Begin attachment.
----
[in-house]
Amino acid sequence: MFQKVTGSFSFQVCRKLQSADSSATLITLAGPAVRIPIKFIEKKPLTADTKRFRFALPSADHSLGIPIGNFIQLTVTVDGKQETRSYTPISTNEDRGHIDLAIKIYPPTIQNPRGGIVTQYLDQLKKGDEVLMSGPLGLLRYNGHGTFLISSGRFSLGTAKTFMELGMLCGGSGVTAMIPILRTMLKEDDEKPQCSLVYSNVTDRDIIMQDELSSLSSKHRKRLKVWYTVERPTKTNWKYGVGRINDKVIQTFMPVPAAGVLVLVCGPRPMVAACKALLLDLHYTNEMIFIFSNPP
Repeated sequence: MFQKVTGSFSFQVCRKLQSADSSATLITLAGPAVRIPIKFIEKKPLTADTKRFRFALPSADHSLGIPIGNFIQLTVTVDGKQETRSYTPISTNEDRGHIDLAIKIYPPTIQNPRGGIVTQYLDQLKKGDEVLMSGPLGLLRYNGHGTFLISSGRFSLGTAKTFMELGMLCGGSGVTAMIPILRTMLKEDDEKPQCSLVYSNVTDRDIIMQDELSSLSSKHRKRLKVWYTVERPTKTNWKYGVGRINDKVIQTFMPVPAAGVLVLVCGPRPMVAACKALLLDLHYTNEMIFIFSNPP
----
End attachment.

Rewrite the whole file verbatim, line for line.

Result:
[in-house]
Amino acid sequence: MFQKVTGSFSFQVCRKLQSADSSATLITLAGPAVRIPIKFIEKKPLTADTKRFRFALPSADHSLGIPIGNFIQLTVTVDGKQETRSYTPISTNEDRGHIDLAIKIYPPTIQNPRGGIVTQYLDQLKKGDEVLMSGPLGLLRYNGHGTFLISSGRFSLGTAKTFMELGMLCGGSGVTAMIPILRTMLKEDDEKPQCSLVYSNVTDRDIIMQDELSSLSSKHRKRLKVWYTVERPTKTNWKYGVGRINDKVIQTFMPVPAAGVLVLVCGPRPMVAACKALLLDLHYTNEMIFIFSNPP
Repeated sequence: MFQKVTGSFSFQVCRKLQSADSSATLITLAGPAVRIPIKFIEKKPLTADTKRFRFALPSADHSLGIPIGNFIQLTVTVDGKQETRSYTPISTNEDRGHIDLAIKIYPPTIQNPRGGIVTQYLDQLKKGDEVLMSGPLGLLRYNGHGTFLISSGRFSLGTAKTFMELGMLCGGSGVTAMIPILRTMLKEDDEKPQCSLVYSNVTDRDIIMQDELSSLSSKHRKRLKVWYTVERPTKTNWKYGVGRINDKVIQTFMPVPAAGVLVLVCGPRPMVAACKALLLDLHYTNEMIFIFSNPP